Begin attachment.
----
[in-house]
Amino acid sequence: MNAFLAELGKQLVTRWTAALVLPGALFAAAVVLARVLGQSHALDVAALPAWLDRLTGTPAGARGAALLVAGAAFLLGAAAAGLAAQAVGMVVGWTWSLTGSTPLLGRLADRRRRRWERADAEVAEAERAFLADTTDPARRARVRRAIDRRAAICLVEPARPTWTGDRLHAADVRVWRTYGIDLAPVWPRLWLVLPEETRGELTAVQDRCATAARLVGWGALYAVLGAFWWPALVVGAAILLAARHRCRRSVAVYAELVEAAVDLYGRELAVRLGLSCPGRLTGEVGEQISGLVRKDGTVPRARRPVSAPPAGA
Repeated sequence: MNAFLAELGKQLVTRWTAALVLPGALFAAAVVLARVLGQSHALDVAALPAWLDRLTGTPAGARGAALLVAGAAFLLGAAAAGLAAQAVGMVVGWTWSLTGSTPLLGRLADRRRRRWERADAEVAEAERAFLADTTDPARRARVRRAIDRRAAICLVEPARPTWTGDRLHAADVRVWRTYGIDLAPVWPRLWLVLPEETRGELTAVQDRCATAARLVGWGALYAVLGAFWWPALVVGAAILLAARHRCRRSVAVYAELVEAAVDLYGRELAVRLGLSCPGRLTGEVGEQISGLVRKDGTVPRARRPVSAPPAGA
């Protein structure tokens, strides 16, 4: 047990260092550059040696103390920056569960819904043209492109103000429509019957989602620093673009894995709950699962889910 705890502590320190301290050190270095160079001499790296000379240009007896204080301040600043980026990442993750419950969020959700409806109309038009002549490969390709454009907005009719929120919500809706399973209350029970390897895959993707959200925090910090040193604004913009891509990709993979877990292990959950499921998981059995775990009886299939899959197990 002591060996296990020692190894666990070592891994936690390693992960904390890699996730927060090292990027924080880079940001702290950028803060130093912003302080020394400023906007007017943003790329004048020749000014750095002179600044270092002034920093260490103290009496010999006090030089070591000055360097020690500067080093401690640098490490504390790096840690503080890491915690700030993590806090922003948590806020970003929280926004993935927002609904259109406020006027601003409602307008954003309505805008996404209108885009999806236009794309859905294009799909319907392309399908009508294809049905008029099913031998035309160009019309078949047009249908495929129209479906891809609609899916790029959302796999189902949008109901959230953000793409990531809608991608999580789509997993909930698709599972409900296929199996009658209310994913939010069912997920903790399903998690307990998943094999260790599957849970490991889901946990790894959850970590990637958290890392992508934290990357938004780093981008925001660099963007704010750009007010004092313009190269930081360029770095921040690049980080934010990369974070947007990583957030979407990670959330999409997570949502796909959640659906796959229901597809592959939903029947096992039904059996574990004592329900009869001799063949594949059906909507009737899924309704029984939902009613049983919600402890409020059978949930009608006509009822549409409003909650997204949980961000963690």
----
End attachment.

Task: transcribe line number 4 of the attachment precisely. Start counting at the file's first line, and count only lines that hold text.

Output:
């Protein structure tokens, strides 16, 4: 047990260092550059040696103390920056569960819904043209492109103000429509019957989602620093673009894995709950699962889910 705890502590320190301290050190270095160079001499790296000379240009007896204080301040600043980026990442993750419950969020959700409806109309038009002549490969390709454009907005009719929120919500809706399973209350029970390897895959993707959200925090910090040193604004913009891509990709993979877990292990959950499921998981059995775990009886299939899959197990 002591060996296990020692190894666990070592891994936690390693992960904390890699996730927060090292990027924080880079940001702290950028803060130093912003302080020394400023906007007017943003790329004048020749000014750095002179600044270092002034920093260490103290009496010999006090030089070591000055360097020690500067080093401690640098490490504390790096840690503080890491915690700030993590806090922003948590806020970003929280926004993935927002609904259109406020006027601003409602307008954003309505805008996404209108885009999806236009794309859905294009799909319907392309399908009508294809049905008029099913031998035309160009019309078949047009249908495929129209479906891809609609899916790029959302796999189902949008109901959230953000793409990531809608991608999580789509997993909930698709599972409900296929199996009658209310994913939010069912997920903790399903998690307990998943094999260790599957849970490991889901946990790894959850970590990637958290890392992508934290990357938004780093981008925001660099963007704010750009007010004092313009190269930081360029770095921040690049980080934010990369974070947007990583957030979407990670959330999409997570949502796909959640659906796959229901597809592959939903029947096992039904059996574990004592329900009869001799063949594949059906909507009737899924309704029984939902009613049983919600402890409020059978949930009608006509009822549409409003909650997204949980961000963690």